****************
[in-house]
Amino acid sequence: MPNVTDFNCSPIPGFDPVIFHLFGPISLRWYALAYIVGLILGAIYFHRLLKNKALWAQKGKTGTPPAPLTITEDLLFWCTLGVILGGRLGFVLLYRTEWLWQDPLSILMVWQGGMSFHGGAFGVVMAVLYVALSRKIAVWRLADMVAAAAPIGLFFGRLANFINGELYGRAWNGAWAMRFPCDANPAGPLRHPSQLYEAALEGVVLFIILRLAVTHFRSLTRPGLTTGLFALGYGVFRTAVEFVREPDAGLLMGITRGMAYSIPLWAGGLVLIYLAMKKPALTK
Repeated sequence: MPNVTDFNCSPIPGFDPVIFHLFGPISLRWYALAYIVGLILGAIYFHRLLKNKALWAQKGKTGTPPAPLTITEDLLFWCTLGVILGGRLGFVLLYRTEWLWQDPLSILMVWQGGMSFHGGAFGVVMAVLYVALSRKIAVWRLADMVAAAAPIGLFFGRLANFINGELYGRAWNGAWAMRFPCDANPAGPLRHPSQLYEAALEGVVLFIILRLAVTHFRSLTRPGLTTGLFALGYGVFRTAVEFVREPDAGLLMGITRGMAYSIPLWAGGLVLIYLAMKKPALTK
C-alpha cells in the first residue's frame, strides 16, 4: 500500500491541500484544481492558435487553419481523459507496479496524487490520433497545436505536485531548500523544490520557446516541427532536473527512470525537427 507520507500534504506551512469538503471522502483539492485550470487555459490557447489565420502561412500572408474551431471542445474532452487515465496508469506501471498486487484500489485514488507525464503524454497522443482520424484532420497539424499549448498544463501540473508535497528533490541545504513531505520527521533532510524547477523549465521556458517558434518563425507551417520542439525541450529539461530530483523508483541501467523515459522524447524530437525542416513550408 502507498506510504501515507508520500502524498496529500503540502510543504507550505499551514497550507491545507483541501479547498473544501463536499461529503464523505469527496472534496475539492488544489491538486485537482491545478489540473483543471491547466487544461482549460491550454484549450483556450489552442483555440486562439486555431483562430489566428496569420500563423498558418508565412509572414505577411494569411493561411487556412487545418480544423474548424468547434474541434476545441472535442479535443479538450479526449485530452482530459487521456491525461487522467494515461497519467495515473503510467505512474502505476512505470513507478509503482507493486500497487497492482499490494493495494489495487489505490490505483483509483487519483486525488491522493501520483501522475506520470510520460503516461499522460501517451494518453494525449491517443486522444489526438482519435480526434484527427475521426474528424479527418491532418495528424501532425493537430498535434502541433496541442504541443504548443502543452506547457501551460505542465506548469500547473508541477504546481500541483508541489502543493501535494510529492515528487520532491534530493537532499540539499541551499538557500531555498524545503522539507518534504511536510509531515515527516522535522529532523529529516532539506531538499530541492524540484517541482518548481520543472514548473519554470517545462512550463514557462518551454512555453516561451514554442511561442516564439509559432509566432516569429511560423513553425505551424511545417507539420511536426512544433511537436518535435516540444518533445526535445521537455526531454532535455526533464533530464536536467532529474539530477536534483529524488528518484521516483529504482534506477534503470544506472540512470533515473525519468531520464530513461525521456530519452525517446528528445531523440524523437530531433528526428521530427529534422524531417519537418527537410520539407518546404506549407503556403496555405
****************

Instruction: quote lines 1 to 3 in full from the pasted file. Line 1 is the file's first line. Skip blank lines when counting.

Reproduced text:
[in-house]
Amino acid sequence: MPNVTDFNCSPIPGFDPVIFHLFGPISLRWYALAYIVGLILGAIYFHRLLKNKALWAQKGKTGTPPAPLTITEDLLFWCTLGVILGGRLGFVLLYRTEWLWQDPLSILMVWQGGMSFHGGAFGVVMAVLYVALSRKIAVWRLADMVAAAAPIGLFFGRLANFINGELYGRAWNGAWAMRFPCDANPAGPLRHPSQLYEAALEGVVLFIILRLAVTHFRSLTRPGLTTGLFALGYGVFRTAVEFVREPDAGLLMGITRGMAYSIPLWAGGLVLIYLAMKKPALTK
Repeated sequence: MPNVTDFNCSPIPGFDPVIFHLFGPISLRWYALAYIVGLILGAIYFHRLLKNKALWAQKGKTGTPPAPLTITEDLLFWCTLGVILGGRLGFVLLYRTEWLWQDPLSILMVWQGGMSFHGGAFGVVMAVLYVALSRKIAVWRLADMVAAAAPIGLFFGRLANFINGELYGRAWNGAWAMRFPCDANPAGPLRHPSQLYEAALEGVVLFIILRLAVTHFRSLTRPGLTTGLFALGYGVFRTAVEFVREPDAGLLMGITRGMAYSIPLWAGGLVLIYLAMKKPALTK